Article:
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Game of Thrones recap: The fans must be serviced

Game of Thrones is trying very hard

Helen Sloan/courtesy of HBO

[Warning: The following contains spoilers for Game of Thrones’ seventh season premiere.]

Well, season six of Game of Thrones ended with everyone gathering in a room and dying, and season seven begins with everyone gathering in a room and dying. Watching Arya take her revenge on the rest of House Frey is pretty satisfying, though, so who’s going to complain?

And here comes Lyanna Mormont to provide even more fan service and make sure you’re really into this episode. Jon Snow isn’t wasting a moment getting ready to defend the North against the White Walkers — and that means collecting dragonglass — while Sansa isn’t wasting a moment to let everyone know that she’s not just going to sit there and represent the family name. The Starks arguing amongst themselves at Winterfell isn’t the best look, but Snow seemed comfortable handling it in public.

Their conversation after the meeting proves that these two surviving Starks aren’t used to working together, and have some different ideas about how to rule effectively.

Cersei finds herself with few allies, as Jaime points out, but at least the Greyjoys are on their way. The board has been reset since the last season, with a different set of people getting ready to fight for the same prize: peeower. The same existential threat hangs above them all, as it has since the first episode.

This all seems familiar, but the new players are operating on top of a very large pile of bodies from the past six seasons. Even the Kingslayer is getting uncomfortable with how many people have gone back on their word. But Euron Greyjoy is in a pretty good position. He has ships. And ships are power. Everyone in that room knows that a throne without power is just a chair. Cersei may not be ready to marry Euron quite yet, but she is sure as hell ready to listen.

Look at all the places we can’t defend!
Helen Sloan/courtesy of HBO

Tormund takes a few moments to admire Brienne training some of the would-be fighters, because if this episode doesn’t service the fans, then what will? I’m torn between enjoying getting everything I want and feeling like this episode is basically Tyrion between drinks: thirsty as fuck.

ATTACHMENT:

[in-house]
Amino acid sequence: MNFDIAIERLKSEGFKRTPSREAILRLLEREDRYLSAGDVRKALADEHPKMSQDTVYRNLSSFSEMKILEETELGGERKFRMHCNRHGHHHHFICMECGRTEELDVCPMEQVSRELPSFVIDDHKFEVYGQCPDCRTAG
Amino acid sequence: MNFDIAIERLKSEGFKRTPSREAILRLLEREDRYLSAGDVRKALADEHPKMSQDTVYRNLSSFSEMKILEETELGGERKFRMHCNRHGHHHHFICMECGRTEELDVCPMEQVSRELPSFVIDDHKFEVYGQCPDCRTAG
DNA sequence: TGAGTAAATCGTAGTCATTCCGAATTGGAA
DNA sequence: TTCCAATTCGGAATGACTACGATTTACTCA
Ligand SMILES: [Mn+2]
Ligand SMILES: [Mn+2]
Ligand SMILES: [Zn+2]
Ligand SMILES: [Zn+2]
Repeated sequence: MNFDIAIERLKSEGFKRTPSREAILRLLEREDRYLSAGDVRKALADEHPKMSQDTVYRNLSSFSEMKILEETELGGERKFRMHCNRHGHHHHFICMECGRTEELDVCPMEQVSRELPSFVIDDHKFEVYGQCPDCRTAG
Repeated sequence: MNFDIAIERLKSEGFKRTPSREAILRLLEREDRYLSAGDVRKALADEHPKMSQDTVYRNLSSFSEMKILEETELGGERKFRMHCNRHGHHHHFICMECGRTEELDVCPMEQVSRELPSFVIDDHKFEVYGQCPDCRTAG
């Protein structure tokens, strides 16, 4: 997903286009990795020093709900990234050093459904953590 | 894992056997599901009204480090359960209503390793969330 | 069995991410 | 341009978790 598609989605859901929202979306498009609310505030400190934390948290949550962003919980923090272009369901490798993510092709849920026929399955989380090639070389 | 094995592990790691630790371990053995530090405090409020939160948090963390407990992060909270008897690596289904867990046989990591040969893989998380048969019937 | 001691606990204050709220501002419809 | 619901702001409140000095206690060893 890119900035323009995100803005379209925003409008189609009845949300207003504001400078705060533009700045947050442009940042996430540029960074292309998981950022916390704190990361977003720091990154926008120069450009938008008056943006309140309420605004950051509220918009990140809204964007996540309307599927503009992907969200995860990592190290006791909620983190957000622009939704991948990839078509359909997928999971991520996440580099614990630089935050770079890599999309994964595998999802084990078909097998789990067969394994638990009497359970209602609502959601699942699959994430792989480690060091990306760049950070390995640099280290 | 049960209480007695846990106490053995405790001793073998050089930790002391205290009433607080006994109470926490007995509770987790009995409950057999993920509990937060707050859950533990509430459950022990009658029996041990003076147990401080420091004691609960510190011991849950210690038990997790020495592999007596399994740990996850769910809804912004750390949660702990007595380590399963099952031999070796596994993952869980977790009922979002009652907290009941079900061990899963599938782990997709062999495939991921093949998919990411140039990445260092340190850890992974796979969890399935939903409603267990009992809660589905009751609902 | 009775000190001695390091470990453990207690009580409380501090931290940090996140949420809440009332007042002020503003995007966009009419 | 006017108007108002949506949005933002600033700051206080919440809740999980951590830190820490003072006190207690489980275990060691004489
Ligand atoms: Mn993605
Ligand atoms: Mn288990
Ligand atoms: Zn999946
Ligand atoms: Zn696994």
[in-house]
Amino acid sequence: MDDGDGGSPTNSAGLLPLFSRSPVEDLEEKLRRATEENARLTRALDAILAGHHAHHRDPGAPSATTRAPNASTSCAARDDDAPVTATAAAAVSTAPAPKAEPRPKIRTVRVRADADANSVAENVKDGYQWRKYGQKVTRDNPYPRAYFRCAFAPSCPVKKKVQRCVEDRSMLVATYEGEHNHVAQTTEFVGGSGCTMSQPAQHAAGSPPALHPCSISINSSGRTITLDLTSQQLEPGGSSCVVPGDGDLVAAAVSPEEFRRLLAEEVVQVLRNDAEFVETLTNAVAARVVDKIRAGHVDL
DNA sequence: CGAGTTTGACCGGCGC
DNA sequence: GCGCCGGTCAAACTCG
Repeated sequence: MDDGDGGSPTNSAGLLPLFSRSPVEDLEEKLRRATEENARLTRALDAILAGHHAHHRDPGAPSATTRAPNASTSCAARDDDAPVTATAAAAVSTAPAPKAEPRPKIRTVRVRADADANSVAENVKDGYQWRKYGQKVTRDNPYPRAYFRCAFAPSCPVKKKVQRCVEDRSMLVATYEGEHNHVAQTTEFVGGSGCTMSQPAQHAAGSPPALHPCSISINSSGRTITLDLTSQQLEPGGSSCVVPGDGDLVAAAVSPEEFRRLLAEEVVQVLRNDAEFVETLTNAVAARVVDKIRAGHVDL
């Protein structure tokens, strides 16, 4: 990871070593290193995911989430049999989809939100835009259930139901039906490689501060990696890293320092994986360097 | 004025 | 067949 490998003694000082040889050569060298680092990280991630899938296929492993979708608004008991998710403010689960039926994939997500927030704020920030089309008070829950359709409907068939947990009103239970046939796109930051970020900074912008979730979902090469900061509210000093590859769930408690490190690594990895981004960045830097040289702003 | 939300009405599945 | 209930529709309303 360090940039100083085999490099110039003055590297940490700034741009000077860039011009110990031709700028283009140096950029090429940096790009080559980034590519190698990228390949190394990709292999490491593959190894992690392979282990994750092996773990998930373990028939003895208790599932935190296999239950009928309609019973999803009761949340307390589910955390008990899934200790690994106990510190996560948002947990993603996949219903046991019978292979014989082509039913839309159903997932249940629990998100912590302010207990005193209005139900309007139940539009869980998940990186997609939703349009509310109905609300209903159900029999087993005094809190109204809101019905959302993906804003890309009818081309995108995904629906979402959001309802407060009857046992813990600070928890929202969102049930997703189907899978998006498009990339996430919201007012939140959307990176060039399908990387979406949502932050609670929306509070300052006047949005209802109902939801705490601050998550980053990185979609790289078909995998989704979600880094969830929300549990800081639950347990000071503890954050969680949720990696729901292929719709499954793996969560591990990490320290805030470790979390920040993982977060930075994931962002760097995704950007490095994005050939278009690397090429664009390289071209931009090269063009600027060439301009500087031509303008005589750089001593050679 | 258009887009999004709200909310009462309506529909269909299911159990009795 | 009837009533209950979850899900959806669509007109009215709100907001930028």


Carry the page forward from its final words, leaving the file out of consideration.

The Hound having a vision by staring into the fire — and we have to remember that his fear of flames made this an oddly brave act by a man who has seen some shit — reminds everyone just how high the stakes have become. It was an interesting choice not to show this to the audience; that vision was for the Hound’s eyes only, it seems.

But it all came together in the final few moments, when Daenerys arrives at Dragonstone, a structure that just happens to contain a metric shitload of dragonglass. This is the material that Jon referred to as having more worth than gold, and now Daenerys and her dragons are in control of what may be the world’s largest source of the mineral. Sam is aware of the structure, but not who currently controls it.

“Shall we begin?” Daenerys asks, and things have definitely begun. This is an episode that seemed desperate for our love, even though very little actually happens, and in many ways it seems like the whole show is starting over, just with the White Walkers now being closer to the wall. But this is what we’re here for, right?

And were you not entertained?

Odds and ends

  • The North, like Pepperidge Farm, remembers.
  • The White Walkers have a giant now. That’s nice.
  • “I’ve learned a great deal from her.”
  • “So here I am, with a thousand ships. And two good hands.”
  • I was waiting for that montage of Sam gagging to turn into a techno remix, and it never did.
  • Dude, the Hound called out someone’s man bun. That’s a thing that happened in this episode.
  • Gilly’s reading lessons have come along quite well, it seems! Good for her.
  • Poor Jorah! But at least now we know where he is.